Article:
My passion and drive always keeps me moving forward, as well as everything I have to be grateful for, which is really a great deal. At the end of the day, even when faced with challenges, I’m still doing what I love to do, and I consider myself incredibly fortunate.
What is the greatest lesson you’ve ever learned?
There are two actually, both of which my parents taught and instilled in me when I was young. The first is to never depend on anyone else for anything. And the second is simply to know that I, as a strong, working woman, can have both a family and my career, and that I don’t have to sacrifice my goals or dreams of either for the other.
What do you enjoy doing in your spare time?
Reading, which I can never get enough of. Traveling and seeing new places, especially with my two sons and husband. Giving all the time I can possibly give to the American Heart Association, which is a charity that is very near and dear to me. Spending time with my close friends, who mean the absolute world to me. And above all else, being with my family, whether it be traveling, baseball, golf, tennis, swimming, hiking, and enjoying nature together, or simply wonderful conversations over our long walks, or laughter and tears during movie nights.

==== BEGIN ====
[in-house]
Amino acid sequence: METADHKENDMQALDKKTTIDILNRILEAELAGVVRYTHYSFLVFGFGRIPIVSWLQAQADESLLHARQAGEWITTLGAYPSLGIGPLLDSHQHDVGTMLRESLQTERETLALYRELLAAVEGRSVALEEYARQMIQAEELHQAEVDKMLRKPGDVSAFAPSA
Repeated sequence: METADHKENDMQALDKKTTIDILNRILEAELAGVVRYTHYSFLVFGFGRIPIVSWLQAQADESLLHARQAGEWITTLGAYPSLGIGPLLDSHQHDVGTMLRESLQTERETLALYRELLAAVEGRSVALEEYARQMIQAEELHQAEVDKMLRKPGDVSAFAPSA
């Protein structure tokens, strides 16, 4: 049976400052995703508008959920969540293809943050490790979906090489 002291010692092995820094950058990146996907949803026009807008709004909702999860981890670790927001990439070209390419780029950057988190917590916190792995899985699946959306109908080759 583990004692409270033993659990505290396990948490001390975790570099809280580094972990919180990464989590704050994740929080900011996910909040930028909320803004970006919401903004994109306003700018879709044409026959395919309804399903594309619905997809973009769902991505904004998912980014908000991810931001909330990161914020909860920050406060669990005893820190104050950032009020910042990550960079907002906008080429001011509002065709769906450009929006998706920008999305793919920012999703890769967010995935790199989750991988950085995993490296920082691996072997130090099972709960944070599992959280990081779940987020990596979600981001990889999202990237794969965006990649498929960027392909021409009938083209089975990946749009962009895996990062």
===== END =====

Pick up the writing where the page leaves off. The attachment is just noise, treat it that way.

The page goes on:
What makes a great leader?
A great leader understands the value of the team that they lead. A great leader can inspire their team to do the best work they possibly can through positive reinforcement, encouragement, and, above all, through leading by example. A great leader understands that the people they are leading come from different walks of life and can appreciate the unique perspectives and solutions their team can offer to a problem and to the company.
Tell me about one of the toughest days you’ve had as an entrepreneur.